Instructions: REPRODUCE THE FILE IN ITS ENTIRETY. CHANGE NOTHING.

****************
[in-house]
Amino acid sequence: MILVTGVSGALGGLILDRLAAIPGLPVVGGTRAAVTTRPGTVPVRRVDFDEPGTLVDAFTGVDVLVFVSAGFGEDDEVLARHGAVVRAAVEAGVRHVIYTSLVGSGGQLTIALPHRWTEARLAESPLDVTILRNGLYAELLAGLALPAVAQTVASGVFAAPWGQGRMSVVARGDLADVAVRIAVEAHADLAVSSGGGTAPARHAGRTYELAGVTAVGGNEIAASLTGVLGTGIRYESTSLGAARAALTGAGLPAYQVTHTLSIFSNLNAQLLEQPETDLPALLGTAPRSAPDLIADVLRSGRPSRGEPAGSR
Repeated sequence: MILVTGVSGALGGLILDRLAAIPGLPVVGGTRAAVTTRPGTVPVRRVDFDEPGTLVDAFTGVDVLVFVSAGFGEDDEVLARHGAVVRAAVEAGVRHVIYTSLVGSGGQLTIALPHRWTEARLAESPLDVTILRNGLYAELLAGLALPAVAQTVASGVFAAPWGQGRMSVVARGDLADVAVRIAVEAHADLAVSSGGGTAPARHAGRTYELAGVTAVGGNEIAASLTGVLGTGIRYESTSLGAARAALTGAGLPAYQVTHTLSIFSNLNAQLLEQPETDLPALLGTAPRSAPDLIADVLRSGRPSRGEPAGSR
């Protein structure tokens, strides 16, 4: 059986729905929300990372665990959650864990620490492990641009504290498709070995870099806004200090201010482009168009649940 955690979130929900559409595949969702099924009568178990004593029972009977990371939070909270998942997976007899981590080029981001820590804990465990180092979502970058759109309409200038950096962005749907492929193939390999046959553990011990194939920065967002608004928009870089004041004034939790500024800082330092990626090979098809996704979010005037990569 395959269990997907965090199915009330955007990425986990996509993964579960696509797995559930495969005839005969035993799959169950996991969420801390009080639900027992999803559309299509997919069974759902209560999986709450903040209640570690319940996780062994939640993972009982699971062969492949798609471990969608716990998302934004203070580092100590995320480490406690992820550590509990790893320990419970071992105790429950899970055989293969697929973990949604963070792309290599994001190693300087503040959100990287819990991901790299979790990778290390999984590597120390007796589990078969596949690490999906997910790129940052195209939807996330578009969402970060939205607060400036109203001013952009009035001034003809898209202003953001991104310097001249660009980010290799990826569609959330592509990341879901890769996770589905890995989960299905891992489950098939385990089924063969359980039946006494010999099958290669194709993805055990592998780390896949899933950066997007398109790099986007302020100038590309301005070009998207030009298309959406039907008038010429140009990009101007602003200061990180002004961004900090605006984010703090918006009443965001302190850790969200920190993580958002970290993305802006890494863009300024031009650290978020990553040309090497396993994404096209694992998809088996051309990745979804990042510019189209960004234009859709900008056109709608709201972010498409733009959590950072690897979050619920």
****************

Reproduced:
[in-house]
Amino acid sequence: MILVTGVSGALGGLILDRLAAIPGLPVVGGTRAAVTTRPGTVPVRRVDFDEPGTLVDAFTGVDVLVFVSAGFGEDDEVLARHGAVVRAAVEAGVRHVIYTSLVGSGGQLTIALPHRWTEARLAESPLDVTILRNGLYAELLAGLALPAVAQTVASGVFAAPWGQGRMSVVARGDLADVAVRIAVEAHADLAVSSGGGTAPARHAGRTYELAGVTAVGGNEIAASLTGVLGTGIRYESTSLGAARAALTGAGLPAYQVTHTLSIFSNLNAQLLEQPETDLPALLGTAPRSAPDLIADVLRSGRPSRGEPAGSR
Repeated sequence: MILVTGVSGALGGLILDRLAAIPGLPVVGGTRAAVTTRPGTVPVRRVDFDEPGTLVDAFTGVDVLVFVSAGFGEDDEVLARHGAVVRAAVEAGVRHVIYTSLVGSGGQLTIALPHRWTEARLAESPLDVTILRNGLYAELLAGLALPAVAQTVASGVFAAPWGQGRMSVVARGDLADVAVRIAVEAHADLAVSSGGGTAPARHAGRTYELAGVTAVGGNEIAASLTGVLGTGIRYESTSLGAARAALTGAGLPAYQVTHTLSIFSNLNAQLLEQPETDLPALLGTAPRSAPDLIADVLRSGRPSRGEPAGSR
């Protein structure tokens, strides 16, 4: 059986729905929300990372665990959650864990620490492990641009504290498709070995870099806004200090201010482009168009649940 955690979130929900559409595949969702099924009568178990004593029972009977990371939070909270998942997976007899981590080029981001820590804990465990180092979502970058759109309409200038950096962005749907492929193939390999046959553990011990194939920065967002608004928009870089004041004034939790500024800082330092990626090979098809996704979010005037990569 395959269990997907965090199915009330955007990425986990996509993964579960696509797995559930495969005839005969035993799959169950996991969420801390009080639900027992999803559309299509997919069974759902209560999986709450903040209640570690319940996780062994939640993972009982699971062969492949798609471990969608716990998302934004203070580092100590995320480490406690992820550590509990790893320990419970071992105790429950899970055989293969697929973990949604963070792309290599994001190693300087503040959100990287819990991901790299979790990778290390999984590597120390007796589990078969596949690490999906997910790129940052195209939807996330578009969402970060939205607060400036109203001013952009009035001034003809898209202003953001991104310097001249660009980010290799990826569609959330592509990341879901890769996770589905890995989960299905891992489950098939385990089924063969359980039946006494010999099958290669194709993805055990592998780390896949899933950066997007398109790099986007302020100038590309301005070009998207030009298309959406039907008038010429140009990009101007602003200061990180002004961004900090605006984010703090918006009443965001302190850790969200920190993580958002970290993305802006890494863009300024031009650290978020990553040309090497396993994404096209694992998809088996051309990745979804990042510019189209960004234009859709900008056109709608709201972010498409733009959590950072690897979050619920």